The Nuclear Needs of the United States
In the article "A Bad Bargain on Savannah River Nuke Site," Dec. 9, the author states that residents around the Department of Energy's Savannah River Site (SRS) have made a Faustian bargain with the devil, selling their souls in exchange for the economic development the site represents. He also asserts that the plant's K Reactor should not be restarted for tritium production. As one of those local residents, I beg to differ on both counts.
I'm not sure what makes the author an expert on the local people of Aiken County, but I am very familiar with the debate over whether the upgraded K Reactor, built 38 years ago to meet our nuclear arsenal's tritium needs, is needed.
While world peace, at least on the surface, seems near, we still live in a sometimes hostile world. I, for one, am not quite ready for unilateral disarmament. I don't suspect many other Americans are either. That doesn't mean we don't need to scale back our nuclear deterrent to meet changing conditions. We need to do that, and we are. But as we negotiate, we must bargain from a position of strength. Discarding a ready source of tritium would be a reckless gamble. It would severely weaken our position in these negotiations.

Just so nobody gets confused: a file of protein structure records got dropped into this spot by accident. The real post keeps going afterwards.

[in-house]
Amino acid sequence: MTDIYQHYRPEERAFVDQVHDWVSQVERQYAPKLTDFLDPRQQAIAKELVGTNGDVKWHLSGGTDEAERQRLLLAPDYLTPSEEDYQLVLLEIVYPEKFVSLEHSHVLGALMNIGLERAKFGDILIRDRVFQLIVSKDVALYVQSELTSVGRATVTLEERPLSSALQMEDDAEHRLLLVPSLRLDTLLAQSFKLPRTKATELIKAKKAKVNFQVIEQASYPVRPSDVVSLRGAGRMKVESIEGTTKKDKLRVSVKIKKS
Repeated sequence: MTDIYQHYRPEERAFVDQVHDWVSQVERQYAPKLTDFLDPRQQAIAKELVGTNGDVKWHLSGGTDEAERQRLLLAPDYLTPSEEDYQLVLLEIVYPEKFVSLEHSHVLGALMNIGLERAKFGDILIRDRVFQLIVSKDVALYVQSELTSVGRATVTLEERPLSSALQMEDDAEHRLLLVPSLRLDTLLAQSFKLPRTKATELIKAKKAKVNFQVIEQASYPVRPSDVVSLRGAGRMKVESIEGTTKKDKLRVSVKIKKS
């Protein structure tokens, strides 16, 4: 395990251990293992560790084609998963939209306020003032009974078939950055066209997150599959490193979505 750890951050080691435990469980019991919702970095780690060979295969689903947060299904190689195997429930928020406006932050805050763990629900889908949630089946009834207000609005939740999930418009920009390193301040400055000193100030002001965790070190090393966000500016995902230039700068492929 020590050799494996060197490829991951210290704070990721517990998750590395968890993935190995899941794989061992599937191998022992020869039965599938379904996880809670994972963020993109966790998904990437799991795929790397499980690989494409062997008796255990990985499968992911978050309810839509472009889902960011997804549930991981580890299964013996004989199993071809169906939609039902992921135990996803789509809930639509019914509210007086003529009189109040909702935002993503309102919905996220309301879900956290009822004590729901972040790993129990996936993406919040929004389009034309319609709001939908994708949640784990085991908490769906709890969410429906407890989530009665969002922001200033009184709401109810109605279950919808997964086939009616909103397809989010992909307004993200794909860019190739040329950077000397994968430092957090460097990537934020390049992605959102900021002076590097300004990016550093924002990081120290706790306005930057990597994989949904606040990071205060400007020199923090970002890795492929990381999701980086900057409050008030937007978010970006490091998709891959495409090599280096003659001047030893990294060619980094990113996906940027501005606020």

The Department of Energy and its contractor, Westinghouse, have worked very hard over the past three years to upgrade the K Reactor - and those entrusted to operate it. It's been a slow, expensive, and cautious process.
As a local resident familiar with many of the people involved, I know the care that has gone into restart. SRS technicians are taking the first tentative steps to bring the reactor into production.
Critics are quick to contend that the K Reactor is only a temporary solution to our tritium requirements. They're right.
However, a better source - the New Production Reactor - is at least a decade away. We've got to get there from here. J. Michael Hosang, Aiken, S.C. Chairman, Citizens for Nuclear Technology Awareness
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